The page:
Greece: What the Heck Is Going On?

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Protests, riots, bombs. Welcome to the catastrophe that is Greece!

Or so the headlines would say, anyway. If you're relying on mainstream media alone, you'd think Greece is teetering on a financial and social precipice. Thirsting to know the story behind the story, though, the Motley Fool has dispatched a team of analysts -- yours truly and Global Gains' analysts Tim Hanson and Nate Weisshaar -- to evaluate the events first-hand. Is Greece imploding, or is the market getting this just plain wrong? Are Greek stocks a screaming buy?

That's what we're here to find out, and you can follow our musings, research, commentary, and conclusions in real-time at If you're like I was just last week, though, you could probably use a primer on why this situation matters. Here's a primer on the Greek situation.

Question: So, I'm an American. Why do I care?

Answer: Two reasons. First, the potential opportunity. Greek-centric stocks like National Bank of Greece (NYSE: NBG  ) and Coca-Cola Hellenic (NYSE: CCH  ) are deeply out of favor right now. Maybe they're value traps, or maybe they're fantastic values for the patient, opportunistic investor. That's what we're here to find out.

Second, don't lose sight of the knock-on effects here. Their chips could fall in a lot of ways that ultimately force the euro to take a fall against the dollar. Yes, even despite our own massive deficits. Among a litany of ways that could affect global trade and the geopolitical order, that's bad news if you're invested in euro-heavy international players like a Diageo (NYSE: DEO  ) , Unilever (NYSE: UL  ) , and Philip Morris International (NYSE: PM  ) .

Question: So with that out of the way, what exactly is going on in Greece?

Answer: Here's the deal. Greece, like the U.S., has been spending more cash than it's been taking in for a long time now. The deficit clocked in at 12.7% of GDP in 2009, well above the 3% threshold the EU has mandated for any country that wants to use the euro.

Unlike the U.S., though, Greece doesn't have the financial horsepower to keep the game up for much longer. In fact, it needs to roll over close to 17 billion euro -- about $24 billion -- over the course of the next two months. That's money Greece doesn't have, and very possibly won't be able to raise from investors. That means they may need to lean on outside help via the Germans or the International Monetary Fund (IMF) in order to stay afloat.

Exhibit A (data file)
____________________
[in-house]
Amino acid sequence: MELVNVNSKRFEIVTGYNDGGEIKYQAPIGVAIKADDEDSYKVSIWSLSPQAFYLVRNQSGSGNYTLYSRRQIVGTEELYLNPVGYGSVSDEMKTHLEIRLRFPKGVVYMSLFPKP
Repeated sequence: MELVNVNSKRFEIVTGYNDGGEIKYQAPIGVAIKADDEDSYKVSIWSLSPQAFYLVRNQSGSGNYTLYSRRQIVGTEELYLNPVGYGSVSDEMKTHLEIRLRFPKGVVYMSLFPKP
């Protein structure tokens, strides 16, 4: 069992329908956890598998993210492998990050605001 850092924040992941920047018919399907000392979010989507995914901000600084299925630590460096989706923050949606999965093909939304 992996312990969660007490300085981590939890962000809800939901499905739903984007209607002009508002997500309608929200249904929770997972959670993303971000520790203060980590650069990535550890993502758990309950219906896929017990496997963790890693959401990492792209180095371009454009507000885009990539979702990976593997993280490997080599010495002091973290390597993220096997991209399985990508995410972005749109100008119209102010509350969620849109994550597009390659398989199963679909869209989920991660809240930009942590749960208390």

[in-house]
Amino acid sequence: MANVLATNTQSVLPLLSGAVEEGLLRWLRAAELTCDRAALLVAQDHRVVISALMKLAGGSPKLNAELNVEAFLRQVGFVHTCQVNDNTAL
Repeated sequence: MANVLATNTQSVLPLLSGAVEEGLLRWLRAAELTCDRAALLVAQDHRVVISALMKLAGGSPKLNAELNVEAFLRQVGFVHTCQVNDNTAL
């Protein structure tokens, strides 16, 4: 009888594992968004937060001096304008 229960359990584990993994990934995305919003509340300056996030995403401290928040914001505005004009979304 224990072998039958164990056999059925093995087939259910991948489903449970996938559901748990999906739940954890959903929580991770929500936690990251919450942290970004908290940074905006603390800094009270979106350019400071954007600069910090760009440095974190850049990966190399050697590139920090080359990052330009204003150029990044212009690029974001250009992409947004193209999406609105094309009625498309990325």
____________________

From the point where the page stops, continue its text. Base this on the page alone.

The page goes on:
Both to appease potential bailout buddies and to actually bring some order to its economy, the Greek government is raising taxes and slashing subsidies and wages. Naturally, Greeks aren't too happy with the situation.

Question: So, who is in charge here?

Answer: A socialist coalition that recently took power after a special election in which a conservative coalition was ousted.

Question: So, commies are running Greece?

Answer: Not exactly. If anything, the head of research at an investment bank we spoke with today told us that he reads the governing socialist coalition as being quietly market-friendly. And for all us capitalists out there, keep in mind it was a supposedly fiscal conservative outfit that ran this truck into a ditch in the first place.

Question: So does Greece need a bailout?

Answer: Maybe not. They could still somehow convince private investors to swallow down billions in Greek debt over the next two months, though that's a tall order. But that's really only a bandage on the wound. According to the BBC, Greece spends about 12% of its GDP on debt servicing costs. Ouch.

Question: So, enter Germany?

Answer: Good chance, yeah, though German citizens aren't wild about the idea of bailing out the fiscally irresponsible Greeks. Plus, a bailout opens the door for Germany having to pony up when Spain probably starts crying wolf in the next year or two. This could be a terrible precedent for the Germans, who don't want to become the sugar daddy of the EU.

Question: So, are people freaking out?

Answer: Actually, the situation on the ground is easier-going than you'd expect. We saw a protest today, but nothing above and beyond those which we see in D.C. all the time. All that, coupled with the confidence we saw from talking to investor insiders today, are starting to give us the feeling that Greek stocks just might be really, really cheap.

Question: Sweet. Where can I learn more?

Answer: We're documenting all of our research in real-time at That includes what we're hearing from companies and investors as well as a running tally of every time I get hit by a car (don't ask).